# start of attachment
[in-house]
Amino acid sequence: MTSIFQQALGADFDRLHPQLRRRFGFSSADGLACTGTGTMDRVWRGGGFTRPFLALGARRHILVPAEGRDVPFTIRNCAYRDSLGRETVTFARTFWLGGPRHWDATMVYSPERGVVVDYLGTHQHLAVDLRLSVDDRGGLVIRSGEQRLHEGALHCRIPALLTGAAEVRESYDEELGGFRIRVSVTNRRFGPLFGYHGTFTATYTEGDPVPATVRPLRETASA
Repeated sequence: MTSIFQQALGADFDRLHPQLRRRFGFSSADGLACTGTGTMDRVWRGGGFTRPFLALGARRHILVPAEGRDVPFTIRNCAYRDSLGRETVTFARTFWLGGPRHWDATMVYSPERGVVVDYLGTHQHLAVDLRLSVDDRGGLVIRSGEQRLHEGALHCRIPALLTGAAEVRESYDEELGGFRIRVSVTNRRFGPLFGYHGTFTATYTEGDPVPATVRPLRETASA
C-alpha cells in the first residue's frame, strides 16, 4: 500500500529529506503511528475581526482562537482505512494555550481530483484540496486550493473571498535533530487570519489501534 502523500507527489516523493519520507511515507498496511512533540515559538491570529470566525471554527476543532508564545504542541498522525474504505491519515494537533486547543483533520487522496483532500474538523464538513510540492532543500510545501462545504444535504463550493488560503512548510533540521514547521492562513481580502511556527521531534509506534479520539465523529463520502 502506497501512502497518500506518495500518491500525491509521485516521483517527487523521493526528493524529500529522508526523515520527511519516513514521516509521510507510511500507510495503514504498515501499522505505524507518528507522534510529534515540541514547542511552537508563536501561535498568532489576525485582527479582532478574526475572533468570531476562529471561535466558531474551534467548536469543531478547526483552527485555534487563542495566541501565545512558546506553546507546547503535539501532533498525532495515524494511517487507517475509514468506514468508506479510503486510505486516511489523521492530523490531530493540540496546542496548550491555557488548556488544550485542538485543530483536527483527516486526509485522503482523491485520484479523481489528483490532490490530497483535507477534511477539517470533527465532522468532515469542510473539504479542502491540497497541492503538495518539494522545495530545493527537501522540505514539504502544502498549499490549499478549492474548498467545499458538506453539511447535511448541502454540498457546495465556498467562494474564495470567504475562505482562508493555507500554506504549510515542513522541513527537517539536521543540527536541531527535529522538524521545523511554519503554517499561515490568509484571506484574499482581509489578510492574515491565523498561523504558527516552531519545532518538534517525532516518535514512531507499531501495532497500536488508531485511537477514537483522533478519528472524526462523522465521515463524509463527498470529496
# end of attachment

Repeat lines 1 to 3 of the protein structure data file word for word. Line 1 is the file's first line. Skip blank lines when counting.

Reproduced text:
[in-house]
Amino acid sequence: MTSIFQQALGADFDRLHPQLRRRFGFSSADGLACTGTGTMDRVWRGGGFTRPFLALGARRHILVPAEGRDVPFTIRNCAYRDSLGRETVTFARTFWLGGPRHWDATMVYSPERGVVVDYLGTHQHLAVDLRLSVDDRGGLVIRSGEQRLHEGALHCRIPALLTGAAEVRESYDEELGGFRIRVSVTNRRFGPLFGYHGTFTATYTEGDPVPATVRPLRETASA
Repeated sequence: MTSIFQQALGADFDRLHPQLRRRFGFSSADGLACTGTGTMDRVWRGGGFTRPFLALGARRHILVPAEGRDVPFTIRNCAYRDSLGRETVTFARTFWLGGPRHWDATMVYSPERGVVVDYLGTHQHLAVDLRLSVDDRGGLVIRSGEQRLHEGALHCRIPALLTGAAEVRESYDEELGGFRIRVSVTNRRFGPLFGYHGTFTATYTEGDPVPATVRPLRETASA